Businesses can add potential customers to various circles and address them in a segmented way
Google has launched Google+, the business-friendly side of its social network and a key way for the company to compete with Facebook.
Google+ pages are similar to personal Google+ profiles. They let people engage with a business much as they would with anyone else over the network. From the business’ side, the system makes it possible to add potential customers to various circles and address them in a segmented way.
“For you and me, this means we can now hang out live with the local bike shop, or discuss our wardrobe with a favourite clothing line, or follow a band on tour. Google+ Pages give life to everything we find in the real world,” Google engineering chief Vic Gundotra said in a blog post. “And by adding them to circles, we can create lasting bonds with the pages (and people) which matter most.”
There are some differences between personal profiles and Google+. For example, pages cannot add people to circles until they themselves have been added first. The default privacy setting for pages is ‘public’, although posts can be made private.
Pages also do not provide activity notifications via email, text or the Google bar. However, a business can add a Google+ badge to its site, which allows people to add its page to their circles without leaving the site.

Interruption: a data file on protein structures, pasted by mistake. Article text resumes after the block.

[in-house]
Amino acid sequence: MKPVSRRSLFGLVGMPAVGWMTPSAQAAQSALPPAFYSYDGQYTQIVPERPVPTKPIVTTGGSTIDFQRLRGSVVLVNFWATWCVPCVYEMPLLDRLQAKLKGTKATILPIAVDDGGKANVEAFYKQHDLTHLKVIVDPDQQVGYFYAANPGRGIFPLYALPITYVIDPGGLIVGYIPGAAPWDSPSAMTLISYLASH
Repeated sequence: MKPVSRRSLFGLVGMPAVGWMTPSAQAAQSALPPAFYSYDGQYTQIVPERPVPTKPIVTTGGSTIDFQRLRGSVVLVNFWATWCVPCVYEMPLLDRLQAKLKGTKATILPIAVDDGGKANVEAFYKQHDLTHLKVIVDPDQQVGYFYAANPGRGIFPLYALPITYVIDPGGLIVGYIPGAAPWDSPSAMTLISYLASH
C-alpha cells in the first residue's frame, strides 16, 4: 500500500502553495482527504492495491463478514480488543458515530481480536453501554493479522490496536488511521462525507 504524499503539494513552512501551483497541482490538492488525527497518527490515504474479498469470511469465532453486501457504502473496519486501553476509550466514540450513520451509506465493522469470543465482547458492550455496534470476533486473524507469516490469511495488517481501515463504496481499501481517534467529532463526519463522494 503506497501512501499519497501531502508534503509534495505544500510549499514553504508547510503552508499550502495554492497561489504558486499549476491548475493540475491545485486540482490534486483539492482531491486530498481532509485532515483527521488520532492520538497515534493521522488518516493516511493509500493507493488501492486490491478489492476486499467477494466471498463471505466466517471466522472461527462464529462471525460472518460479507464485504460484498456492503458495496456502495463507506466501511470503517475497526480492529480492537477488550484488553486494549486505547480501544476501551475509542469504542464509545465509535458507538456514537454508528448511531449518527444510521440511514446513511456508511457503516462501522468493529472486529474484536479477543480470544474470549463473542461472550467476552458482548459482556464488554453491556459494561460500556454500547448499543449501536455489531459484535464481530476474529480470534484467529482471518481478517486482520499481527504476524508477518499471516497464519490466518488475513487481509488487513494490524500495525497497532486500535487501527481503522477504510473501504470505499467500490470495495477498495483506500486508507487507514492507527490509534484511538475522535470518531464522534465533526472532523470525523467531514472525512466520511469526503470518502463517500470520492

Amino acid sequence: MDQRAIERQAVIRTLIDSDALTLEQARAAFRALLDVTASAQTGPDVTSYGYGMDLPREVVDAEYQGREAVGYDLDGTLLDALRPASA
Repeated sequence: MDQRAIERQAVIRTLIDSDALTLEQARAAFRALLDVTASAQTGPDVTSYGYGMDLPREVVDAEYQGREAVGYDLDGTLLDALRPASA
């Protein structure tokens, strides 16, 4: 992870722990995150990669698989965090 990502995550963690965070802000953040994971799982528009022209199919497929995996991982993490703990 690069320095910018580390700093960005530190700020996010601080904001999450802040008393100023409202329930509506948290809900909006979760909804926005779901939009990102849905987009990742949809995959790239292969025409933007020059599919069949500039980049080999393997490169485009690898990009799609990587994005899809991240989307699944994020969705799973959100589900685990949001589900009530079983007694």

The main rival to Google+ is Facebook, which still offers a much larger audience to business users, but Google+ makes it possible to conduct multi-person businessto- customer videochats, using the Hangouts feature. Crucially, Google has also closely integrated its version of the business pages idea with its search engine.
Google+ pages show up in search results, but they also benefit from a feature called Direct Connect, Gundotra explained. “Maybe you’re watching a movie trailer, or you just heard your favourite band is coming to town. In both cases you want to connect with them right now, and Direct Connect makes it easy — even automatic,” he said. “Just go to Google and search for [+], followed by the page you’re interested in. We’ll take you to their Google+ page, and if you want, we’ll add them to your circles.”
At the moment, Direct Connect is only available for a limited subset of pages, such as +Google and +Pepsi and according to Google’s support page for the feature, not every Google+ page will be able to use Direct Connect.
Google also looks for a link between the business’s Google+ page and main website, so inserting a Google+ badge onto the main site is another way to increase the chances of Direct Connect working. There is also a specific type of Google page called a ‘local page’. In common with the free Google Maps listings for small businesses, this is quite easy to set up and includes a map of the business’s location as well as details of address, phone number and hours of operation.
Gundotra suggested more is to come: “With Google+, we strive to bring the nuance and richness of real-life sharing to software. “The initial launch of Google+ Pages brings us a little bit closer, but we’ve lots of improvements planned, and miles to go before we sleep.”
To find out more or to sign up to Google+ visit plus.google.com